Start-up CEOs should pay themselves less than $150,000, PayPal founder says
Monday, April 23, 2012/
Start-up chief executives shouldn’t pay themselves more than $150,000, according to tech veteran Peter Thiel, prompting local businesses to highlight the benefits of being frugal.
Peter Thiel, a US-based venture capitalist, is the co-founder and former chief executive of PayPal. He was also an early investor in Facebook and sits on the company’s board of directors.
Thiel currently serves as president of global macro hedge fund Clarium Capital, and is a managing partner in the Founders Fund, a $275 million venture capital fund launched in 2005.
Speaking at PandoMonthly, a monthly event series hosted by news site Pandodaily, Thiel offered his thoughts on entrepreneurialism and what motivates start-up chief executives.
“The question of becoming an entrepreneur is not even the right frame. I’m always nervous when people say, ‘What do I need to do to be an entrepreneur?’ or something like that,” Thiel said.
“You shouldn’t think of it as this line on your credential[s].”
“People start businesses because there are really important problems to solve and it turns out to be the case that starting a new business is an important way to solve problems.”
According to Thiel, one way investors can determine the motivation level of a start-up chief executive is to find out how much they award themselves as a salary.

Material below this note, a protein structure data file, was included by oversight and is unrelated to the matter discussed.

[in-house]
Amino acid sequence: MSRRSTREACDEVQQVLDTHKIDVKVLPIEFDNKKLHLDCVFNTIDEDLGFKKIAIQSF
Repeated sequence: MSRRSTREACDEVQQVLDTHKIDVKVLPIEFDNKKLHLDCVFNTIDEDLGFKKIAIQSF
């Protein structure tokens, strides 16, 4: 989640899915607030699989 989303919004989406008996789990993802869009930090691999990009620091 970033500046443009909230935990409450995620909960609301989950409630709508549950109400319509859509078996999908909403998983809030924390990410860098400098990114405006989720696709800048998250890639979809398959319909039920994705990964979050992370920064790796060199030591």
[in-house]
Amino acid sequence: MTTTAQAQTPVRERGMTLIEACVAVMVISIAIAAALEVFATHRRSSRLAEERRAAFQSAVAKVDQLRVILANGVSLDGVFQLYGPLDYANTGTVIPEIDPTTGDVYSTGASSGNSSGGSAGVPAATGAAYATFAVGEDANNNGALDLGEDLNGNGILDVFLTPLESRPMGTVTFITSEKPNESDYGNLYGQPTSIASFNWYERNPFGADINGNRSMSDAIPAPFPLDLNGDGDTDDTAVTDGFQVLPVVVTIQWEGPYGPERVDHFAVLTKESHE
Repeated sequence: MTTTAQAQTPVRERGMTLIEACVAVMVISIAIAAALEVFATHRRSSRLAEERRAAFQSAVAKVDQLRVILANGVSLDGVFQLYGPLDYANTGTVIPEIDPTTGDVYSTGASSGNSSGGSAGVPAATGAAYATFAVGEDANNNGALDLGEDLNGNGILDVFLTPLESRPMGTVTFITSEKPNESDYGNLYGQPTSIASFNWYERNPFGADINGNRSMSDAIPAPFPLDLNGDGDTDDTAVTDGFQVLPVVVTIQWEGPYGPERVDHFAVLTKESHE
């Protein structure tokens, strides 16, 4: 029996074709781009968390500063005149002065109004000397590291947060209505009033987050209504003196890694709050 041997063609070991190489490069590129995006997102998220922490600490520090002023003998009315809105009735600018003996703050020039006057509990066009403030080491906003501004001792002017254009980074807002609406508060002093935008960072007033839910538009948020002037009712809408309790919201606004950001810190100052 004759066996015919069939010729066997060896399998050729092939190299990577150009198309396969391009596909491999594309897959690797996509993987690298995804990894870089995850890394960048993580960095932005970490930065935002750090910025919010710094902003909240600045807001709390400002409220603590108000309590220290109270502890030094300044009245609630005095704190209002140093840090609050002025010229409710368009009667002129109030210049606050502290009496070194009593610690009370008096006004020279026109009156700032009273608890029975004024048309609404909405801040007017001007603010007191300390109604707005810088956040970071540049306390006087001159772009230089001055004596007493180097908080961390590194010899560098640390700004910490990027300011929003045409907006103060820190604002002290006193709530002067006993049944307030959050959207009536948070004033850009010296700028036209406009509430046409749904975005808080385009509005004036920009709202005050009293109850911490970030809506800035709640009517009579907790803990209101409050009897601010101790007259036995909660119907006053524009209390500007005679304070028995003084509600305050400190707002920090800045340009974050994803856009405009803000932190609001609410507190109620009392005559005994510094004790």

According to Thiel, it should be no more than $150,000.
“Less than $150,000, even post Series A [is the ideal salary amount for start-up chief executives],” Thiel said.
“That single question is incredibly [informative] because it’s setting the culture – are people doing it for equity or cash? It drives people who are being hired.”
“[It’s about] setting the right tone for the company and you always want to get to this question of motivation – do people actually believe in what they’re doing?”
According to Thiel, a salary above $150,000 shows a lack of motivation to the company and to the future success of the company, citing US entrepreneur Reid Hoffman as an example.
Hoffman took the minimum salary available in the US ($15,000) while serving as chief executive of LinkedIn.
Meanwhile, Jordan and Alex Knight are the founders of Xampling, a Victoria-based business that works on technology development projects for the likes of Microsoft, Telstra and Foxtel.
Xampling appeared in the 2012 StartupSmart Awards Top 50. But according to Jordan Knight, the business would not be as successful if he and Alex had been less frugal at the start.
“We won contracts for business with Microsoft and Cochlear at the very beginning so we really hit the ground running,” Jordan says.
“We took no income from the business in the first few months, relying on savings and friends and family until the contracts started to become more regular.”
“By [not] taking any income, we wouldn’t put a strain on the business cashflow.”
Similarly, iiNet founder Michael Malone told StartupSmart he initially started iiNet as a side project, so paying himself a salary was not a major priority.
“There was no expectation of actually turning it into a business. It was two and half years before I took a salary,” Malone said.